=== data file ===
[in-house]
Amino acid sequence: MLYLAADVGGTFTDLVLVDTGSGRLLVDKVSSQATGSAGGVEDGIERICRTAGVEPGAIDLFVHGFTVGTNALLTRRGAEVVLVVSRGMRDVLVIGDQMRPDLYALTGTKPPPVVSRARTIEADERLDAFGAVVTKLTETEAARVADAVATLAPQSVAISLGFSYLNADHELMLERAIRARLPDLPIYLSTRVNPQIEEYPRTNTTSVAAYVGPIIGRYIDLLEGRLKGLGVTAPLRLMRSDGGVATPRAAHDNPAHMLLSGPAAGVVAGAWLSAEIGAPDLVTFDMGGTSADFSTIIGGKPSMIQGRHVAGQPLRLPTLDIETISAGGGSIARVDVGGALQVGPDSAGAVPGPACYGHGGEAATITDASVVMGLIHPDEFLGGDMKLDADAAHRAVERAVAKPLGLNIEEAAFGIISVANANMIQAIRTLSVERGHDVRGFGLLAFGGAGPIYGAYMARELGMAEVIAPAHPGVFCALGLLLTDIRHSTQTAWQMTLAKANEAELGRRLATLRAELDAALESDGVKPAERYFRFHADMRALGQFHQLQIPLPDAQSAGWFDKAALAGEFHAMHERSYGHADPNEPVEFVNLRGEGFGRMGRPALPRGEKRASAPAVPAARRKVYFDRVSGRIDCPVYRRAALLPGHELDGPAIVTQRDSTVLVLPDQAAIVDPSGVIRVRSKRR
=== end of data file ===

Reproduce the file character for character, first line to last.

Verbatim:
[in-house]
Amino acid sequence: MLYLAADVGGTFTDLVLVDTGSGRLLVDKVSSQATGSAGGVEDGIERICRTAGVEPGAIDLFVHGFTVGTNALLTRRGAEVVLVVSRGMRDVLVIGDQMRPDLYALTGTKPPPVVSRARTIEADERLDAFGAVVTKLTETEAARVADAVATLAPQSVAISLGFSYLNADHELMLERAIRARLPDLPIYLSTRVNPQIEEYPRTNTTSVAAYVGPIIGRYIDLLEGRLKGLGVTAPLRLMRSDGGVATPRAAHDNPAHMLLSGPAAGVVAGAWLSAEIGAPDLVTFDMGGTSADFSTIIGGKPSMIQGRHVAGQPLRLPTLDIETISAGGGSIARVDVGGALQVGPDSAGAVPGPACYGHGGEAATITDASVVMGLIHPDEFLGGDMKLDADAAHRAVERAVAKPLGLNIEEAAFGIISVANANMIQAIRTLSVERGHDVRGFGLLAFGGAGPIYGAYMARELGMAEVIAPAHPGVFCALGLLLTDIRHSTQTAWQMTLAKANEAELGRRLATLRAELDAALESDGVKPAERYFRFHADMRALGQFHQLQIPLPDAQSAGWFDKAALAGEFHAMHERSYGHADPNEPVEFVNLRGEGFGRMGRPALPRGEKRASAPAVPAARRKVYFDRVSGRIDCPVYRRAALLPGHELDGPAIVTQRDSTVLVLPDQAAIVDPSGVIRVRSKRR